One of the benefits to bringing together nearly all of the public sector’s top influencers at the Symantec Government Symposium each year is the opportunity to take a unified snapshot of the federal IT security landscape, and to gauge precisely how perceptions (and realities) have shifted over the past 12 months.
As it happened, this year’s snapshot focused mainly on the security implications of mobile computing and the proliferation of mobile devices in the Federal Government. We polled 195 top IT decision makers (75% Federal, 13% DoD/Intel, 12% SI), and here’s some of what we learned:
- 75% of Federal IT professionals with responsibility for mobile security say the adoption of mobile devices has increased their security risks.
- Only 47% of Feds say their organizations adequately manage the mobile devices they use for work purposes.
- Only 8% of agencies have Mobile Device Management (MDM) for organization-owned and personal devices.
- Approximately one-third of agencies are not utilizing authentication or encryption for mobile devices.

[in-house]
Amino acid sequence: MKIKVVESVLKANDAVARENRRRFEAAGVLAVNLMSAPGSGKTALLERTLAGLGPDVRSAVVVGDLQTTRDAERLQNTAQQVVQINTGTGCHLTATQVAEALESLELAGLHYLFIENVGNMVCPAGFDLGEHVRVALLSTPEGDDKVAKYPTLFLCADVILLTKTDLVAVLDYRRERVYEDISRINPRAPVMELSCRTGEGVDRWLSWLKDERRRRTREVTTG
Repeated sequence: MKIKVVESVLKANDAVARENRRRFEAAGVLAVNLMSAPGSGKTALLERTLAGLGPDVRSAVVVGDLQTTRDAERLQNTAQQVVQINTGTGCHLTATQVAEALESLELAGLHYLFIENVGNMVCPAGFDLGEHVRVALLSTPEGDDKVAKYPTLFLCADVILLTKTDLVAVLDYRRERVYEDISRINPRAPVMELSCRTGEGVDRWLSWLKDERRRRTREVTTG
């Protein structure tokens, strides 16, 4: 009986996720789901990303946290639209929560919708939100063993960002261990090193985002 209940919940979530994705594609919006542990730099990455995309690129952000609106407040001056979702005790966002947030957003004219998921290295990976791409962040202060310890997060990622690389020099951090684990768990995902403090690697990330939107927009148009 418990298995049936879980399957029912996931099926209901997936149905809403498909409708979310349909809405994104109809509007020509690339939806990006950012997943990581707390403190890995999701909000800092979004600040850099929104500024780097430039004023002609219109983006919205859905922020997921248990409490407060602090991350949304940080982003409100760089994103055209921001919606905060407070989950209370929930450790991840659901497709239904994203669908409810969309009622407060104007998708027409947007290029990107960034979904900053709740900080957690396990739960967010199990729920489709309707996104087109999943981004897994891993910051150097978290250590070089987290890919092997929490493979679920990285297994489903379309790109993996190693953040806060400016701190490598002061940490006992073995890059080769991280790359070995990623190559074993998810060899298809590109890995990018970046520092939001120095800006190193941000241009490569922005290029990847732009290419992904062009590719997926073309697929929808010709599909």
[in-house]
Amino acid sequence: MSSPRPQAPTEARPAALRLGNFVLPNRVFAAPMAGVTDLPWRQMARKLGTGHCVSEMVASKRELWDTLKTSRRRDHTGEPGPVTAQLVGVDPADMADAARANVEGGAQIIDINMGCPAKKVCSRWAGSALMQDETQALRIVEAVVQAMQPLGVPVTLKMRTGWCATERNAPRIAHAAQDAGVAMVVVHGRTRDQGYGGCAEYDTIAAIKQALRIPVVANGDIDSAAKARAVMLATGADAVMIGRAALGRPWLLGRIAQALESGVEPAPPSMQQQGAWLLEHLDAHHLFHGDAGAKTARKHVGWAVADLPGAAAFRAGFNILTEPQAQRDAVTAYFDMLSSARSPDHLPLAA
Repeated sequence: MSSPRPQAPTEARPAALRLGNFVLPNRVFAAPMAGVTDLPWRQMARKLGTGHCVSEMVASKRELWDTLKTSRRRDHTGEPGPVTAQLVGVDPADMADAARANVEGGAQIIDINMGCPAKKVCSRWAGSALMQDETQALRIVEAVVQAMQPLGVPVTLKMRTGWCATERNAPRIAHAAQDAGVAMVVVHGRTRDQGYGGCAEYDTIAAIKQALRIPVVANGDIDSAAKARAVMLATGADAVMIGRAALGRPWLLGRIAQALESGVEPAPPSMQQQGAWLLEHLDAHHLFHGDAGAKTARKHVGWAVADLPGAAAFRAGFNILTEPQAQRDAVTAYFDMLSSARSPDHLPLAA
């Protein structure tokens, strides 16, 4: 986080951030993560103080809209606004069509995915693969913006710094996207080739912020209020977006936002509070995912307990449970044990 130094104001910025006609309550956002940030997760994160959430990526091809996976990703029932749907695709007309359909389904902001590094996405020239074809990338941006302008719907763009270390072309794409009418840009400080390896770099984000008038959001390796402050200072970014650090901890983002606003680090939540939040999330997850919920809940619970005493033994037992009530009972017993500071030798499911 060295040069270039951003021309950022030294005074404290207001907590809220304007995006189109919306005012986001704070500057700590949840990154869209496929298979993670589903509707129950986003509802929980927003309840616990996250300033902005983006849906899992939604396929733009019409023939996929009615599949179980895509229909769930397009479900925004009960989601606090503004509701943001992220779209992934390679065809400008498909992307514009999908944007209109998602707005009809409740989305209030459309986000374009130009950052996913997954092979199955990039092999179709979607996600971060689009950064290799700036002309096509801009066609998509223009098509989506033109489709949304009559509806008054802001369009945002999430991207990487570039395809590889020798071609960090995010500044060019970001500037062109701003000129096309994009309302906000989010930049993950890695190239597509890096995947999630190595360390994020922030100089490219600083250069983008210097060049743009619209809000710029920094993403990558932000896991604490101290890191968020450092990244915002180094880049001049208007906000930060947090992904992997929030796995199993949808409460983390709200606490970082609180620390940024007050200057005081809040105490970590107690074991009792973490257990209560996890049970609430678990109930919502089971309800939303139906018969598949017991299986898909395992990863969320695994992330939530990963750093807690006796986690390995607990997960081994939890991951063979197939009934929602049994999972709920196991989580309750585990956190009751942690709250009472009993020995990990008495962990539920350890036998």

Not exactly a rosy picture, is it?
And the threat is spreading. Already, 77% of Federal IT professionals report spending a portion of their workday on smartphones, eReaders, and tablet computers (with nearly half reporting 2 or more daily work hours on mobile devices). And in case you think the danger is only theoretical, consider that 22% of those who reported a security breach in the past 12 months say the breach included mobile devices as either ancillary or primary breach components.
Clearly, the time has come to take a serious look at mobile security in the Federal Government through improved employee education, clearer policy guidance, and centralized/automated device management. With sensitive government information spreading to countless mobile devices across the nation and the world, one thing becomes crystal clear:
It’s no longer feasible to secure the information infrastructure; we must focus on securing the information itself!